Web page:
How Reiki Can Treat Depression
About 400 million people across the world suffer from depression, according to the World Health Organization. Typical depression symptoms include hopelessness, loss of appetite, social isolation, inability to concentrate, mood swings, anxiety, and change in sleep patterns. Depression makes patients feel hopeless, lonely, and even suicidal. It can affect the person's relationships with their friends and family.
Therapy and antidepressants are the two most common treatments for patients suffering from depression. Unfortunately, these solutions can be incredibly costly and may not always be effective. Therapy is often a slow-acting solution since it can take months to notice any positive changes. Antidepressants usually have side effects like insomnia, fatigue, nausea, and weight gain.
Many people have turned to alternative medicine such as acupuncture, acupressure, homeopathy, naturopathy, and aromatherapy. These solutions work to varying degrees, and some patients claimed miraculous benefits. Many of these practices date back thousands of years ago, often originating in ancient times.
Reiki is one such alternative medicine and has existed for over 2,000 years. The name comes from two words: "Rei" meaning "spirit" and "ki" (or "qi") meaning "energy." Reiki was developed by a Japanese Buddhist named Mikao Usui, though the practice isn't associated with any particular religion. However, Reiki is a very spiritual practice, and many patients report that it helps get them feel connected to their faith.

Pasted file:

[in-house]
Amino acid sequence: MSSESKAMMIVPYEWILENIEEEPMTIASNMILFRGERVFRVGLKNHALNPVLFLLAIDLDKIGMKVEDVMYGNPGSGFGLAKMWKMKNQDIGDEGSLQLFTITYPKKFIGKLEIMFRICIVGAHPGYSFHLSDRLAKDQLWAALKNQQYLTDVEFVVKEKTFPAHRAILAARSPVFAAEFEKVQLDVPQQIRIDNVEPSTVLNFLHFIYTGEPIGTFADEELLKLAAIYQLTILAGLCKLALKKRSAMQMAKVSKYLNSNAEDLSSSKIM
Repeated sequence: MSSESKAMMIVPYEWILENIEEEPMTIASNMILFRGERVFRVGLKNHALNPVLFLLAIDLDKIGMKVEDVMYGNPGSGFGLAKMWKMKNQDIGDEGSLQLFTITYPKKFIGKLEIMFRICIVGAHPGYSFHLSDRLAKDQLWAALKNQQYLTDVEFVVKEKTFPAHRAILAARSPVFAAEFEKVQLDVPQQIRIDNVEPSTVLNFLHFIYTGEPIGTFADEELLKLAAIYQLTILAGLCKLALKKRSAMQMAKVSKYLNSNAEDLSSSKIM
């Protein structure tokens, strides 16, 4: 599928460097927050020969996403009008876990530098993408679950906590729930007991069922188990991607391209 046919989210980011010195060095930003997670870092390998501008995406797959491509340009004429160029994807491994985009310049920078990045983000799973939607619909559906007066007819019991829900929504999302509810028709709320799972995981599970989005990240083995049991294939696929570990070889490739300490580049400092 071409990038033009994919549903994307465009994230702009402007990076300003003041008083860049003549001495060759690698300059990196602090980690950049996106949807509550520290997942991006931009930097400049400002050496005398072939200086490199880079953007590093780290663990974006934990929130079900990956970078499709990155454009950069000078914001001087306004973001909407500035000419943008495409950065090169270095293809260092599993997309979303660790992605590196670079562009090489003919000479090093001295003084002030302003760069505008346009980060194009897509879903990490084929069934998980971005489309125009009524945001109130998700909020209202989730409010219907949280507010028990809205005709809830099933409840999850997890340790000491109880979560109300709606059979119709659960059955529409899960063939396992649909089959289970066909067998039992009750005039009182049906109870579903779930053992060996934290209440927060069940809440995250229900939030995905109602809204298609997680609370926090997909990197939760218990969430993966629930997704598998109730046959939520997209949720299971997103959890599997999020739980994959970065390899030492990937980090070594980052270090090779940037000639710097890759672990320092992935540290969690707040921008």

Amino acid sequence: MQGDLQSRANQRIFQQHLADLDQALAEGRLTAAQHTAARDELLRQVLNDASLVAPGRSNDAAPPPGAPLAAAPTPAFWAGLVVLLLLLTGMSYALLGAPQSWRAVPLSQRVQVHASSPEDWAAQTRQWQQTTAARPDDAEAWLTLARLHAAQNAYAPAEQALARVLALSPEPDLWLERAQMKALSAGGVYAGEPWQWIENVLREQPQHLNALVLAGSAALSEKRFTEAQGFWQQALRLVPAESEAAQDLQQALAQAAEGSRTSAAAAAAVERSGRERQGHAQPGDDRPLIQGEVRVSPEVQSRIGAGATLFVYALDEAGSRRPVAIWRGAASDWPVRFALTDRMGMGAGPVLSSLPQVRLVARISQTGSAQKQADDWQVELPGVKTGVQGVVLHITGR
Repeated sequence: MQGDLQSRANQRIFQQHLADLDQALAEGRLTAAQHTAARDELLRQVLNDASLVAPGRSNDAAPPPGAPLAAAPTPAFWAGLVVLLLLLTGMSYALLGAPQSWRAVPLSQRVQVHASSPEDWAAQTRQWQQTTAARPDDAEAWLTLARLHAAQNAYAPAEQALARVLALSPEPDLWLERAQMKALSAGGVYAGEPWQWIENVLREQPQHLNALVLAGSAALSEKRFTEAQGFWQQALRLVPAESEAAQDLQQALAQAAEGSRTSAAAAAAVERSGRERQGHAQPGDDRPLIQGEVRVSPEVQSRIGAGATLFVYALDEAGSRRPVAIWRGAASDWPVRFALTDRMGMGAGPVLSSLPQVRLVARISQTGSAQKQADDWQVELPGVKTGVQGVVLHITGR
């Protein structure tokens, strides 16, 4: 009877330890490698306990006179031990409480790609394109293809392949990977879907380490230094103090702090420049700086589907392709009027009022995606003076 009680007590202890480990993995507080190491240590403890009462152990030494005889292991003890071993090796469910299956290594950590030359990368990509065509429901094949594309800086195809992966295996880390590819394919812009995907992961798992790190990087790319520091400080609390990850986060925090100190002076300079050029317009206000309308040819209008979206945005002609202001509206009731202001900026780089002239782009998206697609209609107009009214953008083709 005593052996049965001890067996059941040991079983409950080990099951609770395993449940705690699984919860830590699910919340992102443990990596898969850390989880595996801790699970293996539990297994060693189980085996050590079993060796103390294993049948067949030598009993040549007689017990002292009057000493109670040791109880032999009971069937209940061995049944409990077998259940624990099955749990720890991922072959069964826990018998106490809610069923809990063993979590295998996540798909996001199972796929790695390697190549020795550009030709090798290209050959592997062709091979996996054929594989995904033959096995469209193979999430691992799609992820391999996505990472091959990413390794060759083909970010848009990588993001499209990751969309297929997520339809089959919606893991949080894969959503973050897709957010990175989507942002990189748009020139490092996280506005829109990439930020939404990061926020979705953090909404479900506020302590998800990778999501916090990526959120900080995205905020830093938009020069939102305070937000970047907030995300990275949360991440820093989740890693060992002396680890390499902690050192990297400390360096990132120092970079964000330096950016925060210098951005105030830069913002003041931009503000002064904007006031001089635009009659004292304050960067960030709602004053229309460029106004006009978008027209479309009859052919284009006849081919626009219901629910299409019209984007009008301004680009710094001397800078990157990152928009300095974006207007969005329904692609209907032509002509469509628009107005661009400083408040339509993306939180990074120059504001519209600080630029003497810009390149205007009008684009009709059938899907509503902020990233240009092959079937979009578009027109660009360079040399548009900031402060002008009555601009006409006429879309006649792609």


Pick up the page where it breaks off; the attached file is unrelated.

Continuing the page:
Reiki is based on the idea that the human body contains an energy called qi. If someone's qi is love, they are prone to stress and sickness. Practitioners use hands-on healing to transfer their energy through their palms to the patient to promote well-being and health. However, there is also distance Reiki where the practitioner can send qi across space and time.
Many patients have found solace in Reiki treatments. One 2004 study published in the National Center for Biotechnology Information studied 46 participants who were split into three treatment groups: hands-on Reiki, distance Reiki, and a placebo. Patients were treated for an hour to an hour and a half each week for six weeks. Those who received Reiki treatment saw a decrease in depression and stress symptoms for up to a year after completing the study, suggesting that Reiki has long-term benefits.
A separate study conducted by Reiki practitioner Dr. Julie Motz reported that her treatment helped combat postoperative depression for those who had recently gone through heart transplants. Motz used her techniques during heart surgery to balance their energy levels. After the treatments were complete, none of the eleven patients reported depression, pain, or organ rejection.
Reiki can also be used to treat a wide variety of other conditions. A study from Hartford Hospital found that the practice help diminishes nausea by 80%, pain by 78%, anxiety during pregnancy by 94%, and insomnia by 86%. While many are still somewhat skeptical of this practice, several patients have reported dramatic benefits. Reiki can be used in conjunction with other solutions such as acupuncture, meditation, and medication. Reiki works best when administered over long periods of time. There are no adverse side effects, but Reiki shouldn't be used as a substitute for traditional treatments.